The Traditional Malting Process

The age old tradition of Floor Malting has been preserved at Warminster Maltings. The only changes are the initial delivery, the barley arrives on bigger trucks and the packing is state of the art, but everything in between stays the same. Ploughing, turning and transferring from floor to floor is all done by hand at the only working maltings in the West of England.

How it works – based on our photographs from 1950

1 – HOISTING THE SACKS OF BARLEY INTO THE BARLEY STORE
Typically delivered via loads of 7 tons (70 x 4 bushel sacks) accurately weighed by the farmer when the sacks were filled.

2 – BARLEY DRYING ON THE ‘SWEATER’ KILN
Variable moisture content of barley delivered from the farms had to be addressed for safe long term storage.

3 – SPLITTING THE WET BARLEY ONTO THE UPPER AND LOWER FLOORS.
Following steeping and resting in the ‘couch’ the wet barley is equally divided.

4 – TRANSPORTING THE WET BARLEY ACROSS THE FLOORS USING A ‘BOBY’ BARROW
The large circumference, narrow wheeled malt barrow was highly manoeuvrable.

 

 5 – PLOUGHING THE ‘GREEN’ MALT
The maltster’s hand drawn ‘plough’ separates and aerates the ‘green’ malt in the advanced stages of modification.

6 – TURNING THE ‘GREEN’ MALT
Using a six pronged wooden fork the ‘green’ malt is turned in order to manage the temperature in the early stages of modification.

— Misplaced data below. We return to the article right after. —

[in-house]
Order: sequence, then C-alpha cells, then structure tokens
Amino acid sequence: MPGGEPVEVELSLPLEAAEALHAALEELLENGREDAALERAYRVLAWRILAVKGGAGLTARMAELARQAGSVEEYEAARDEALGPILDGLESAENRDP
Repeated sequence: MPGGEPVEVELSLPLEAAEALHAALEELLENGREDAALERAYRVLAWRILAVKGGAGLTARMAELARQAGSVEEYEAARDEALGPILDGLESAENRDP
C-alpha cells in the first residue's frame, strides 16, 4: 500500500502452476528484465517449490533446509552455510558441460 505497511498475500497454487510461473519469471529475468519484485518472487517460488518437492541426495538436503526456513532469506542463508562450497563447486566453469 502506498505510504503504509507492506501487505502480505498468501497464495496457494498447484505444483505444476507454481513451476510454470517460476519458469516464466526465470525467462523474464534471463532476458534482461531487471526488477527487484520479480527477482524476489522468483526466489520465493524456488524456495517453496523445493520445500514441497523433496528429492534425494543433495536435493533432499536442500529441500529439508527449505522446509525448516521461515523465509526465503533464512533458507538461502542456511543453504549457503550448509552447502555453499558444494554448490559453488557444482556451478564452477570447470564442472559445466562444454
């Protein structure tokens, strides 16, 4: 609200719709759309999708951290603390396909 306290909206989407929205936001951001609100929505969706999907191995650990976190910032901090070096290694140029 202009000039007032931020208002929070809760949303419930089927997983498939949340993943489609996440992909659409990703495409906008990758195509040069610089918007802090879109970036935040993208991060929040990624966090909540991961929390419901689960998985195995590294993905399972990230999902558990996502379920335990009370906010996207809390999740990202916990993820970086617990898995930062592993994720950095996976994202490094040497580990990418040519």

7 – TRANSFERRING ‘GREEN’ MALT FROM THE LOWER TO THE UPPER FLOOR FOR LOADING ONTO THE KILN
In 1950 there was no elevator, just continuous shovelling.

8 – LOADING THE KILN
Both floors had to be loaded onto the kiln bed, and levelled, as quickly as possible.

 

9 – FIREMAN STOKING THE KILN
Drying the ‘green’ malt took up to 72 hours in a two stage process when management of the heat was key to the colour and flavour of the malt.

10 – LOADING THE KILN INTO THE MALT STORE
This was a very uncomfortable job only partially helped by the large extractor fans (kilns 3 & 4) which had succeeded the conical roofs (kilns 1 & 2).

11 – FRESH MALT STORED IN THE MALT STORE
The upper floor of the store was sub-divided into storage bays, with two storage bays per kiln for two different grades/batches of malt.

12 – DRAWING THE FINISHED MALT INTO SACKS OFF THE MALT SCREEN
The malt screen separated the dried shoots, known as malt culms, from the malt grains, which were then weighed into 4 bushel hessian sacks for delivery to the brewery.